A dichotomy is a literary technique that separates two things into contrasting and contradictory parts. These two opposing sides or groups complement one another while at the same time drawing attention to one another’s differences. This is a great way, and a fairly simple way, for writers to create conflict in their narratives. Without conflict, of one kind or another, stories fall flat. This might be a conflict between humankind and nature, human versus human, human versus society, or one of the several other forms. The most common type of dichotomy in literature is good and evil. One character or group will exhibit opposite character traits to the other character or group. They are necessarily opposed to one another.
Definition and Explanation of Dichotomy
A dichotomy emphasizes the differences between characters, groups, ideas, states of being, and more. It can be quite obvious, such as rich or poor, or it might be less easy to spot, like religious and non-religious. Some other common examples of dichotomies in literature are heaven and hell (related to good and evil), male and female, real and imaginary, and optimistic and pessimistic. Although these are the most common types of dichotomies, they only represent broad categories. There are endless possible conflicts a writer could imbue their story with, some of which are quite different from those listed here.
Examples of Dichotomy in Literature
Heart of Darkness by Joseph Conrad
There are several interesting dichotomies in Heart of Darkness. These include perceived savagery versus civilization, light versus dark, and more. The first of these is the most important as it is around the difference between the “civilized” imperialistic powers and the native peoples that they’re attempting to oppress and control, that the novel hinges. It becomes clearer the farther along with one move in the story that what was initially perceived as civilized is actually quite different. This novella provides readers with great insight into the way that dichotomies can be used to create a powerful message.
A Tale of Two Cities by Charles Dickens
In A Tale of Two Cities, Dickens tells the story of two cities during the French Revolution, Paris, and London. These two settings create an initial, clear dichotomy that is added onto as the places are compared and contrasted. Here are a few lines from the opening of the novel that set the tone for what’s to come:
It was the best of times, it was the worst of times, it was the age of wisdom, it was the age of foolishness, it was the epoch of belief, it was the epoch of incredulity, it was the season of Light, it was the season of Darkness, it was the spring of hope, it was the winter of despair […]
This passage continues one for a few more lines, with the novel finally coming to the rest of the most important dichotomies of rich and poor, and light and dark. The darker elements of the novel are connected to the rich while the poor are portrayed as the heroes of the story, trying to tear down an old world to build a new one.
Beowulf by Anonymous
The most famous of the few remaining pieces of Anglo-Saxon literature is Beowulf, the story of good versus evil. Beowulf, a brave and daring hero, faces off against three monsters, focusing on Grendel, a descendent of Cain. The writer created a dichotomy by depicting the two quite differently. Grendel is pure evil, killing for personal gain and selfish reasons why Beowulf has all the character traits of a hero. He fights for the common good, in order to help others, and exhibits bravery and a strong moral compass.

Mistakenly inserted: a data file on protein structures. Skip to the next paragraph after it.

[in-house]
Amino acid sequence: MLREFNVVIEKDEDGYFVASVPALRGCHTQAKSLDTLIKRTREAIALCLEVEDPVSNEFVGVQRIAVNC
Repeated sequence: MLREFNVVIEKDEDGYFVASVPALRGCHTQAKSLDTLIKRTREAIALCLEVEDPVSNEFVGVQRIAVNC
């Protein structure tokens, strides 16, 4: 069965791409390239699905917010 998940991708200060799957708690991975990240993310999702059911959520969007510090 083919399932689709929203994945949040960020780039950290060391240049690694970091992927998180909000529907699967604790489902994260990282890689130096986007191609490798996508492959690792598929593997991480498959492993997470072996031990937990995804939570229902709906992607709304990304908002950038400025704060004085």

In addition to the clear dichotomy between Grendel and Beowulf, there are also examples in which the technique is used in regard to imagery. For instance, light and dark. Grendel only attacks the mead hall at night where he can move in the cover of darkness.
The Color Purple by Alice Walker
The Color Purple is another wonderful example of how dichotomies can be used to the writer’s, and reader’s, advantage. The protagonist of the novel, Celie, struggles with a dichotomy between how she feels and how she has to act to survive as a Black woman in a white society ruled by men. On the outside, she has to display a passiveness that’s expected of a woman in her world while on the inside she’s filled with anger. She has to deal with a lifetime of abuse, of all kinds, while trying to survive in her modern world, raise her children, and figure out how to deal with her faith.
Why Do Writers Use Dichotomy?
Writers use dichotomies to present contrasts between ways of living, thinking, and acting. These help writers create conflicts in their stories, whether it’s an internal conflict, such as in The Color Purple, or a more obvious external conflict such as is depicted in Beowulf. When the good is emphasized by the bad, and vice versa, each element becomes clearer. It’s impossible to ignore Beowulf’s heroism when it is contrasted with Grendel’s darkness.
Juxtaposition, two-sided, opposites, separation, chasm, difference, disjunction, contrast, division, contradiction, split.
Related Literary Devices
- Juxtaposition: a literary technique that places two unlike things next to one another.
- Imagery: the elements of a poem that engage a reader’s senses. These are the important sights, sounds, feelings, and smells.
- Conflict: a plot device used by writers when two opposing sides come up against each other.
- Antagonist: a character who is considered to be the rival of the protagonist.
- Protagonist: the main character of a story, generally considered to be the hero or the force for good.
- Hyperbole: an intentionally exaggerated description, comparison, or exclamation meant to make a specific impact on a reader.
- Exposition: the important background information that a writer includes in a story.
- Epic Poetry: a long narrative poem that tells the story of heroic deeds, normally accomplished by more-than-human characters.